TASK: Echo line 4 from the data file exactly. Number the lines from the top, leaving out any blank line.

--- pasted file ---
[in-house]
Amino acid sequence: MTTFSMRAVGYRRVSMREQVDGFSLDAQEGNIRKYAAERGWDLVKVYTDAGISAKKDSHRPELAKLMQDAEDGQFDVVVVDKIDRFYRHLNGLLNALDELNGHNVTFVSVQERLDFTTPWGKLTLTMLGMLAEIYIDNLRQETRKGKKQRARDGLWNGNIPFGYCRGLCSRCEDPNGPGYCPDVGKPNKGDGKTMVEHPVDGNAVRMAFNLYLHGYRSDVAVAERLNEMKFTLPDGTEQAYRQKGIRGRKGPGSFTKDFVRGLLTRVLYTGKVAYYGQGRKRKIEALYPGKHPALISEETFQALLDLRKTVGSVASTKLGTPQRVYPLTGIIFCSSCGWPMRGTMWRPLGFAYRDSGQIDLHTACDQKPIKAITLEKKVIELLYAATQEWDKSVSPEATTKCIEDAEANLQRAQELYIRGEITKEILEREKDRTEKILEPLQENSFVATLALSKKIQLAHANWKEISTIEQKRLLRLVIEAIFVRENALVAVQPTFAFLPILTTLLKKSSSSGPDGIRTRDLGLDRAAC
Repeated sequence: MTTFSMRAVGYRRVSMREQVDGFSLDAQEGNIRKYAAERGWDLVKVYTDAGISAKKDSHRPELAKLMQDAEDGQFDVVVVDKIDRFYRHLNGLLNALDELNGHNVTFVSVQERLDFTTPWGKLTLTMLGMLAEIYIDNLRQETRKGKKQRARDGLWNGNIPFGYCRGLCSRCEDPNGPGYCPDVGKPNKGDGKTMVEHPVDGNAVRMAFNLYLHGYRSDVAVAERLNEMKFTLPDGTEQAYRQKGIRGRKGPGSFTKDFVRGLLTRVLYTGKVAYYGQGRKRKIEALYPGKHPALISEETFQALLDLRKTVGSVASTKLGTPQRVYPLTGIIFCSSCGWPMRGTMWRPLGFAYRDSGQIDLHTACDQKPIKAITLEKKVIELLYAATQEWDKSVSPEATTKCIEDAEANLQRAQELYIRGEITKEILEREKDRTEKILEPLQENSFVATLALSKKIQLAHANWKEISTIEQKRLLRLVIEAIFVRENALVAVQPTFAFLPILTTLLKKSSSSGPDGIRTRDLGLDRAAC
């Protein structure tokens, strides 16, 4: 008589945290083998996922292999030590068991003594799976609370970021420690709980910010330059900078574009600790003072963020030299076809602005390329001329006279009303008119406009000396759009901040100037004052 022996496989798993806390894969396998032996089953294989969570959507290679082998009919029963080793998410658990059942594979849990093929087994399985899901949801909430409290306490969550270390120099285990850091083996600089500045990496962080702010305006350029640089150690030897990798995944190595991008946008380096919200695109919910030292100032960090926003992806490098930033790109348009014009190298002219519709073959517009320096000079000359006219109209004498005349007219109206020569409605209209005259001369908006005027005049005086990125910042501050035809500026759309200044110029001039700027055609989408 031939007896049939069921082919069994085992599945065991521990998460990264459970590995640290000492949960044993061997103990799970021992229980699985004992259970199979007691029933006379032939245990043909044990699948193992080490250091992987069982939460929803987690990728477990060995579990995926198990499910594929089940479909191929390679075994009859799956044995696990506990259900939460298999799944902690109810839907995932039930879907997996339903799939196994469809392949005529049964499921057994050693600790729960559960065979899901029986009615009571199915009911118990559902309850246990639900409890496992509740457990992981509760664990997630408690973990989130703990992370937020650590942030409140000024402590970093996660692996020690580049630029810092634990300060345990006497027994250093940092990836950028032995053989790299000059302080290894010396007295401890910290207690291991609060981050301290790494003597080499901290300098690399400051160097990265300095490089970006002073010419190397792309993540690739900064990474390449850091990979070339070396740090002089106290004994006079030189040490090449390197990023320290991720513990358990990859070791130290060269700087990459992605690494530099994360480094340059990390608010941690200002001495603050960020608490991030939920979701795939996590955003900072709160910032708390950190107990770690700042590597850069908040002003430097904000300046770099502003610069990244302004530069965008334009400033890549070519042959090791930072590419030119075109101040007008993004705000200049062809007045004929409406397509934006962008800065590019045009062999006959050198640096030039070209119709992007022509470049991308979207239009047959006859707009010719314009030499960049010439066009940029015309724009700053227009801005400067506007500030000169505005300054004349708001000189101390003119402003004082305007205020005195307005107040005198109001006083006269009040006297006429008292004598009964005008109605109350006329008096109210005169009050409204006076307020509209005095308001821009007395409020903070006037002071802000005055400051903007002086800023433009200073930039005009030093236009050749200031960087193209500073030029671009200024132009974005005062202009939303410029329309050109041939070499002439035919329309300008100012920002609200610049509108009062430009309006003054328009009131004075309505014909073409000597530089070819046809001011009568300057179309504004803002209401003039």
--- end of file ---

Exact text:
């Protein structure tokens, strides 16, 4: 008589945290083998996922292999030590068991003594799976609370970021420690709980910010330059900078574009600790003072963020030299076809602005390329001329006279009303008119406009000396759009901040100037004052 022996496989798993806390894969396998032996089953294989969570959507290679082998009919029963080793998410658990059942594979849990093929087994399985899901949801909430409290306490969550270390120099285990850091083996600089500045990496962080702010305006350029640089150690030897990798995944190595991008946008380096919200695109919910030292100032960090926003992806490098930033790109348009014009190298002219519709073959517009320096000079000359006219109209004498005349007219109206020569409605209209005259001369908006005027005049005086990125910042501050035809500026759309200044110029001039700027055609989408 031939007896049939069921082919069994085992599945065991521990998460990264459970590995640290000492949960044993061997103990799970021992229980699985004992259970199979007691029933006379032939245990043909044990699948193992080490250091992987069982939460929803987690990728477990060995579990995926198990499910594929089940479909191929390679075994009859799956044995696990506990259900939460298999799944902690109810839907995932039930879907997996339903799939196994469809392949005529049964499921057994050693600790729960559960065979899901029986009615009571199915009911118990559902309850246990639900409890496992509740457990992981509760664990997630408690973990989130703990992370937020650590942030409140000024402590970093996660692996020690580049630029810092634990300060345990006497027994250093940092990836950028032995053989790299000059302080290894010396007295401890910290207690291991609060981050301290790494003597080499901290300098690399400051160097990265300095490089970006002073010419190397792309993540690739900064990474390449850091990979070339070396740090002089106290004994006079030189040490090449390197990023320290991720513990358990990859070791130290060269700087990459992605690494530099994360480094340059990390608010941690200002001495603050960020608490991030939920979701795939996590955003900072709160910032708390950190107990770690700042590597850069908040002003430097904000300046770099502003610069990244302004530069965008334009400033890549070519042959090791930072590419030119075109101040007008993004705000200049062809007045004929409406397509934006962008800065590019045009062999006959050198640096030039070209119709992007022509470049991308979207239009047959006859707009010719314009030499960049010439066009940029015309724009700053227009801005400067506007500030000169505005300054004349708001000189101390003119402003004082305007205020005195307005107040005198109001006083006269009040006297006429008292004598009964005008109605109350006329008096109210005169009050409204006076307020509209005095308001821009007395409020903070006037002071802000005055400051903007002086800023433009200073930039005009030093236009050749200031960087193209500073030029671009200024132009974005005062202009939303410029329309050109041939070499002439035919329309300008100012920002609200610049509108009062430009309006003054328009009131004075309505014909073409000597530089070819046809001011009568300057179309504004803002209401003039």